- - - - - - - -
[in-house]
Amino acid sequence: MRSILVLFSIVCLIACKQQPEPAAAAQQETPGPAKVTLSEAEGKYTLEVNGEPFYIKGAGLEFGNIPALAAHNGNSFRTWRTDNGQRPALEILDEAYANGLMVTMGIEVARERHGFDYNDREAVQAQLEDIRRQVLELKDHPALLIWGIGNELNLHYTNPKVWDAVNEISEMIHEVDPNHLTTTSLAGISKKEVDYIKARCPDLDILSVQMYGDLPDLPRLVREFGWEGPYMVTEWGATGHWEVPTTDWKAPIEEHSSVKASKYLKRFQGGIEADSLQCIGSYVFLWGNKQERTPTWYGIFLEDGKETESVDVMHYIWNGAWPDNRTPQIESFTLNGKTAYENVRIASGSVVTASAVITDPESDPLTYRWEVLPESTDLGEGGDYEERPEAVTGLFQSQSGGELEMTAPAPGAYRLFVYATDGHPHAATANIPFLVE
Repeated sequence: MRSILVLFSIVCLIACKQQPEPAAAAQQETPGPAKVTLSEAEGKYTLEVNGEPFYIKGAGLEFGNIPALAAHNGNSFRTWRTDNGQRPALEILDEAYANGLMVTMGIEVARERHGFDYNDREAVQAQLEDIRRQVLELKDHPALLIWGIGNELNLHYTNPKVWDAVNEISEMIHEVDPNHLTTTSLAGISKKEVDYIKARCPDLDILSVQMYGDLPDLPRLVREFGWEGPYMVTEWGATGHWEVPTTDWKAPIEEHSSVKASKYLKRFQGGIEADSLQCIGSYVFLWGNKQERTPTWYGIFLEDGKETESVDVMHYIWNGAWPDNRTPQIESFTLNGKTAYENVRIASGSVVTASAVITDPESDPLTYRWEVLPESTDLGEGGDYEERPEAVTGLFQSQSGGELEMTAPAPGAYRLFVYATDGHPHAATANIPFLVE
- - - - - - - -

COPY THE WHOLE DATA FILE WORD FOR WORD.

[in-house]
Amino acid sequence: MRSILVLFSIVCLIACKQQPEPAAAAQQETPGPAKVTLSEAEGKYTLEVNGEPFYIKGAGLEFGNIPALAAHNGNSFRTWRTDNGQRPALEILDEAYANGLMVTMGIEVARERHGFDYNDREAVQAQLEDIRRQVLELKDHPALLIWGIGNELNLHYTNPKVWDAVNEISEMIHEVDPNHLTTTSLAGISKKEVDYIKARCPDLDILSVQMYGDLPDLPRLVREFGWEGPYMVTEWGATGHWEVPTTDWKAPIEEHSSVKASKYLKRFQGGIEADSLQCIGSYVFLWGNKQERTPTWYGIFLEDGKETESVDVMHYIWNGAWPDNRTPQIESFTLNGKTAYENVRIASGSVVTASAVITDPESDPLTYRWEVLPESTDLGEGGDYEERPEAVTGLFQSQSGGELEMTAPAPGAYRLFVYATDGHPHAATANIPFLVE
Repeated sequence: MRSILVLFSIVCLIACKQQPEPAAAAQQETPGPAKVTLSEAEGKYTLEVNGEPFYIKGAGLEFGNIPALAAHNGNSFRTWRTDNGQRPALEILDEAYANGLMVTMGIEVARERHGFDYNDREAVQAQLEDIRRQVLELKDHPALLIWGIGNELNLHYTNPKVWDAVNEISEMIHEVDPNHLTTTSLAGISKKEVDYIKARCPDLDILSVQMYGDLPDLPRLVREFGWEGPYMVTEWGATGHWEVPTTDWKAPIEEHSSVKASKYLKRFQGGIEADSLQCIGSYVFLWGNKQERTPTWYGIFLEDGKETESVDVMHYIWNGAWPDNRTPQIESFTLNGKTAYENVRIASGSVVTASAVITDPESDPLTYRWEVLPESTDLGEGGDYEERPEAVTGLFQSQSGGELEMTAPAPGAYRLFVYATDGHPHAATANIPFLVE